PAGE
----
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Common Core. It’s a subject rousing debate among parents, students, educators and state and federal government. Nebraska is unique when it comes to standardized testing. It is one of four states that chose to opt out of the Common Core State Standards.
Alongside Alaska, Texas and Virginia, Nebraska withdrew its initial support for Common Core standards last year.
Public school students in Nebraska are still required to take part in statewide testing; The Nebraska State Accountability Assessment (NeSA). Nebraska did a side-by-side comparison of NeSA standards and Common Core standards. It determined most of the same material is covered.
While the standards are comparable, there is still strong debate in-state about opting out of the test. Nebraska allows students to opt out, but at the same time, schools are required to have 100 percent attendance for the tests.
John Osgood is the principal of C.L. Jones Middle School in Minden. He said that although students can opt out of testing, the 100 percent test attendance requirement becomes skewed.
“Students who opt out are scored as zero points instead of no score. That greatly hurts your school’s average score,” he said. “Then you get beat up because your school isn’t scoring well, when that may not necessarily be the case.”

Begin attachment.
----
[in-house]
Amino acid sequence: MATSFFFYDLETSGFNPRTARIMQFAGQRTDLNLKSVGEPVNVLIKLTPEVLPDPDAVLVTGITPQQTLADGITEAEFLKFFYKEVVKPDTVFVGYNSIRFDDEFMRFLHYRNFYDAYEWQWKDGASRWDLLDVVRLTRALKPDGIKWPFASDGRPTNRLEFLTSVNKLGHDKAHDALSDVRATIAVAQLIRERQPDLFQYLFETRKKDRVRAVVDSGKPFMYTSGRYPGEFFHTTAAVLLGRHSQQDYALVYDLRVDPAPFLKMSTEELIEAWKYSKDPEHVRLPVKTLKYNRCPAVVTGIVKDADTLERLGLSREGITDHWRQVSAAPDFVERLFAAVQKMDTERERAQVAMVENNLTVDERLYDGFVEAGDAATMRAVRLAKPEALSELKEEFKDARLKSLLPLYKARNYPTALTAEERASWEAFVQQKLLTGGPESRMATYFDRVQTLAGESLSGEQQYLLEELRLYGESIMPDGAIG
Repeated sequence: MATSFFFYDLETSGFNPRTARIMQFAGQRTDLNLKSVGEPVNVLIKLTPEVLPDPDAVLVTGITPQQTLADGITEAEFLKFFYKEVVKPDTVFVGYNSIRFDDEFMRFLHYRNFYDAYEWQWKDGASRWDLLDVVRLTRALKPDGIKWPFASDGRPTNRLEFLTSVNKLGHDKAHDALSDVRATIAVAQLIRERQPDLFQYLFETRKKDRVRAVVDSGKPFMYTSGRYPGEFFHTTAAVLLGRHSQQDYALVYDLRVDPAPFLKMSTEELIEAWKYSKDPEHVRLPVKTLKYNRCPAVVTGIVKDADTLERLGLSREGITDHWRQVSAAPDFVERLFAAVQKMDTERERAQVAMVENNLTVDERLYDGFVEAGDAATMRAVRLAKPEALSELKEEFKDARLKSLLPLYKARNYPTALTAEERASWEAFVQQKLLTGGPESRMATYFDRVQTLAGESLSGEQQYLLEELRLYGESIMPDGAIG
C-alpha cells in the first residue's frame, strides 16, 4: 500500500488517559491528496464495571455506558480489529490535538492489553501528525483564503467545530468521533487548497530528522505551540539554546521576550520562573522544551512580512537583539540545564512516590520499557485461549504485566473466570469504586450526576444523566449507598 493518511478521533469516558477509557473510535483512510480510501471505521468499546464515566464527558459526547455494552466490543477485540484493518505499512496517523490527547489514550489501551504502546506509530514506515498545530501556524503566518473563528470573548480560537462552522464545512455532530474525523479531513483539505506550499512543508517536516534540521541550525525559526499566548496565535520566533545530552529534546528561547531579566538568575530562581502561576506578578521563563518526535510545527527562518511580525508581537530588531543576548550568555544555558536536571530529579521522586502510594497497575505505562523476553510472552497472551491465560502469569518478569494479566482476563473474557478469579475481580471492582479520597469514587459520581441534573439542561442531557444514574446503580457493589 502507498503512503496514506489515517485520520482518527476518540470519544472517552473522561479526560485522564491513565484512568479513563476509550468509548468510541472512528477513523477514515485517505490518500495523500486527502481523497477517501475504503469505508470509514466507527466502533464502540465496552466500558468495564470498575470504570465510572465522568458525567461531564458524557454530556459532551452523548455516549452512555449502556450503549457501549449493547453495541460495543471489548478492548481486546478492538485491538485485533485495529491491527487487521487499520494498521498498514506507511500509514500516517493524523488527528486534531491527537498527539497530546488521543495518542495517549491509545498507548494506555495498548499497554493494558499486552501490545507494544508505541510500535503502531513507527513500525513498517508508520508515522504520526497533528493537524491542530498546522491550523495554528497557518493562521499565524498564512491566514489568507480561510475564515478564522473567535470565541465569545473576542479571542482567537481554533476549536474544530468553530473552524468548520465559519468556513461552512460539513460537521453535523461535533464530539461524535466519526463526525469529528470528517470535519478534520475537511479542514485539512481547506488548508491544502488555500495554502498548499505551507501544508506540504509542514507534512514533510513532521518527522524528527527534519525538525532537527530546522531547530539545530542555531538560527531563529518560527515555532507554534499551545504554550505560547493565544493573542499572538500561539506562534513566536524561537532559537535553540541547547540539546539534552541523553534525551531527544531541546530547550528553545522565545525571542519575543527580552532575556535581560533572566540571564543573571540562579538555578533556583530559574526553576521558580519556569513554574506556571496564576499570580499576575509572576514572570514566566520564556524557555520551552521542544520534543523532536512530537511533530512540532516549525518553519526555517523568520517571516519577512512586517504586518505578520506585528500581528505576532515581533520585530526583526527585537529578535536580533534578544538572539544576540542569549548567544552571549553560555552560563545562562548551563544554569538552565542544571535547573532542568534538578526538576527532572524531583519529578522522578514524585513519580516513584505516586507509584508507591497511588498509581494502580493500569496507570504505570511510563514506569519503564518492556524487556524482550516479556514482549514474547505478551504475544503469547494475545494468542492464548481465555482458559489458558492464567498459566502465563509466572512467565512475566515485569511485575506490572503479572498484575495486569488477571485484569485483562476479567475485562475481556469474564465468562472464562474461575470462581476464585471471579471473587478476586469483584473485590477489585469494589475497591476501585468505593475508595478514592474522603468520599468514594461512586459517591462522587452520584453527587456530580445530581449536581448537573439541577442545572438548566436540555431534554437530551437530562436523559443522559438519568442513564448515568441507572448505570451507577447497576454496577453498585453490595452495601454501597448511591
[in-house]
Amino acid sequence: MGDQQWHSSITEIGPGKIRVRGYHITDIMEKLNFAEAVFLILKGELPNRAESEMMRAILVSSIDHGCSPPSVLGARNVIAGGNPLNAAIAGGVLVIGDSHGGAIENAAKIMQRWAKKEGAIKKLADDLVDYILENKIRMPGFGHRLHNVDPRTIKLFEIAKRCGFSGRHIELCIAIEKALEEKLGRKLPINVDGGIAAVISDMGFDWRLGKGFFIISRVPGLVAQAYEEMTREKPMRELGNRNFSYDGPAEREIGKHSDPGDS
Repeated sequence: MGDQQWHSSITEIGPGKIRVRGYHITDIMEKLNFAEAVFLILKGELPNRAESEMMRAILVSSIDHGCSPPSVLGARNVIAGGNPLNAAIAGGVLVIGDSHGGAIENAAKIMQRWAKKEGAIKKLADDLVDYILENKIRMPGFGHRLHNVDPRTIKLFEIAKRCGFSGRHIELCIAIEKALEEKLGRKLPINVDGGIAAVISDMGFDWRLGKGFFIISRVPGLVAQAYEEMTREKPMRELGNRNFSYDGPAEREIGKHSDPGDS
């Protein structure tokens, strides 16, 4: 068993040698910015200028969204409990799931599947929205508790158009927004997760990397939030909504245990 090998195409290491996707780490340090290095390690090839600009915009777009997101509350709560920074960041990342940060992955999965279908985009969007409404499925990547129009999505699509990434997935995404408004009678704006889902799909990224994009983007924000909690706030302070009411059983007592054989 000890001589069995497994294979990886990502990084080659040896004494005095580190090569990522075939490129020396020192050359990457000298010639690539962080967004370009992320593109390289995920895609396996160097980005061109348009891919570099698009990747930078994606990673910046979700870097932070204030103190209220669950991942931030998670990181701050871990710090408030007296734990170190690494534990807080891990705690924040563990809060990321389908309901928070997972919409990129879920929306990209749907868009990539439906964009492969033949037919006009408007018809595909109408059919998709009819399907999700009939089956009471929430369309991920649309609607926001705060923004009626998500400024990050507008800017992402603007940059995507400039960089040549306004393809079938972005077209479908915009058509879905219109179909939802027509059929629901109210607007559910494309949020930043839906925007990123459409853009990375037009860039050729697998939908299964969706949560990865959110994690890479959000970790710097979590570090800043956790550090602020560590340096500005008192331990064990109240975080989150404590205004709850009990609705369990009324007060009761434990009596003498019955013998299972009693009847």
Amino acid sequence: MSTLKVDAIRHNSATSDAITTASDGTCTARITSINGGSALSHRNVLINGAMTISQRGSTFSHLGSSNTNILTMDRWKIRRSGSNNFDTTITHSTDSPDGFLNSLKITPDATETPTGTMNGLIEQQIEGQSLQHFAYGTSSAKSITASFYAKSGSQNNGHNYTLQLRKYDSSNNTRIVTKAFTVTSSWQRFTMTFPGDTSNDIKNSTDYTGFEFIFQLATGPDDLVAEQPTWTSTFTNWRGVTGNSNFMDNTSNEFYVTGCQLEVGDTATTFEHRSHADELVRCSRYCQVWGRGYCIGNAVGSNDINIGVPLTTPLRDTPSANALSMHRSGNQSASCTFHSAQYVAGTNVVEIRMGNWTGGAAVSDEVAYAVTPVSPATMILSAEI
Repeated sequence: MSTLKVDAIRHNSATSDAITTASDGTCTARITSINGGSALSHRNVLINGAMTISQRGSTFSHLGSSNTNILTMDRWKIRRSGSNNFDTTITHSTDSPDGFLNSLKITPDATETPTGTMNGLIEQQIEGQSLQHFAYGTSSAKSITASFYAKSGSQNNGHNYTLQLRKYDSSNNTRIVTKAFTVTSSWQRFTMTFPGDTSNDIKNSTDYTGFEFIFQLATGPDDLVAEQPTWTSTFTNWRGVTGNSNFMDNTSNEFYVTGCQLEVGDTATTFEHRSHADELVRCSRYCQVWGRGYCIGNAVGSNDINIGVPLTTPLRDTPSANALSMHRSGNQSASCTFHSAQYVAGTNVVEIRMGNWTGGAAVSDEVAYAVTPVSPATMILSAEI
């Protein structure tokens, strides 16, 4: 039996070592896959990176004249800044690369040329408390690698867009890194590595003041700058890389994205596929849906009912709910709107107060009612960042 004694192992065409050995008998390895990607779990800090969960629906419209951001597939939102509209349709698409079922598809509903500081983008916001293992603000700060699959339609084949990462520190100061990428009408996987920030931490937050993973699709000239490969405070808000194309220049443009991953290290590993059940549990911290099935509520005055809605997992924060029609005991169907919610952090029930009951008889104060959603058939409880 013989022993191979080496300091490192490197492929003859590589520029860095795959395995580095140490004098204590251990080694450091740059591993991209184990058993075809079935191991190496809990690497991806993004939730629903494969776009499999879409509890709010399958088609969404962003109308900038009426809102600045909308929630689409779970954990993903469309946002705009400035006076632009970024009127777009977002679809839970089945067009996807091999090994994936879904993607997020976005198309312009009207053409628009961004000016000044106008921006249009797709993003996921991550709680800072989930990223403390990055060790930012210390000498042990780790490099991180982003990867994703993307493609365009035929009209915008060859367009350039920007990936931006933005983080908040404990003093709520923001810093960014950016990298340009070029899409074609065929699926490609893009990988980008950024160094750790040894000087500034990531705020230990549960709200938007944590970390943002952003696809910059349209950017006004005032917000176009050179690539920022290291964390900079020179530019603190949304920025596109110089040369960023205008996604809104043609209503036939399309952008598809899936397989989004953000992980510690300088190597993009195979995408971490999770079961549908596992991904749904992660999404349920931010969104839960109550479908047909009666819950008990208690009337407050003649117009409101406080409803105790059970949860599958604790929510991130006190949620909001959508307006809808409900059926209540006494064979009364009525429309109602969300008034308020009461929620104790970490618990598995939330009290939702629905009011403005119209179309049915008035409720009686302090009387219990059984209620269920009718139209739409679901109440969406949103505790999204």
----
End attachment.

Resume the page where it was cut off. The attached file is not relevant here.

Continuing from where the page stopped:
Whether the controversy is over scoring or measuring the value of students’ aptitude with standards, people across the country and state are weighing in on the topic.
"The question I have asked for more than a decade now is, 'What do we think we are gaining as a culture by the effort of standardizing learning,’” said Lisa Smith, Hastings College Assistant Professor of Teacher Education. “While I waited for a meaningful answer, I turned and looked for what the exact opposite of 'standardized' was and found creativity and the processes of critical thinking and problem solving.”
Smith has been teaching since 1991. She taught pre-kindergarten through sixth grade. She served as a team-led teacher in a pilot project school in Texas. Upon returning to Nebraska she served as a staff development specialist for Educational Service Unit 9. Today, she teaches emerging educators to
“pay attention to the skills students need access to: standards.”
“I teach [education students] how to use those skills and the 'practice' of developing those skills to develop meaningful and mindful relationships and classroom communities of active, inquiry-based, dialogue driven learning. This makes standards a 'useful' starting point but also gives children the wings they need to fly,” Smith said.
Students across the state will continue taking NeSA tests and the tests will be provided by Data Recognition Corp of Maple Grove, Minnesota. The Nebraska Board of Education unanimously approved a $7.25 million contract renewal with the organization to provide statewide academic testing services for the 2015-16 school year.
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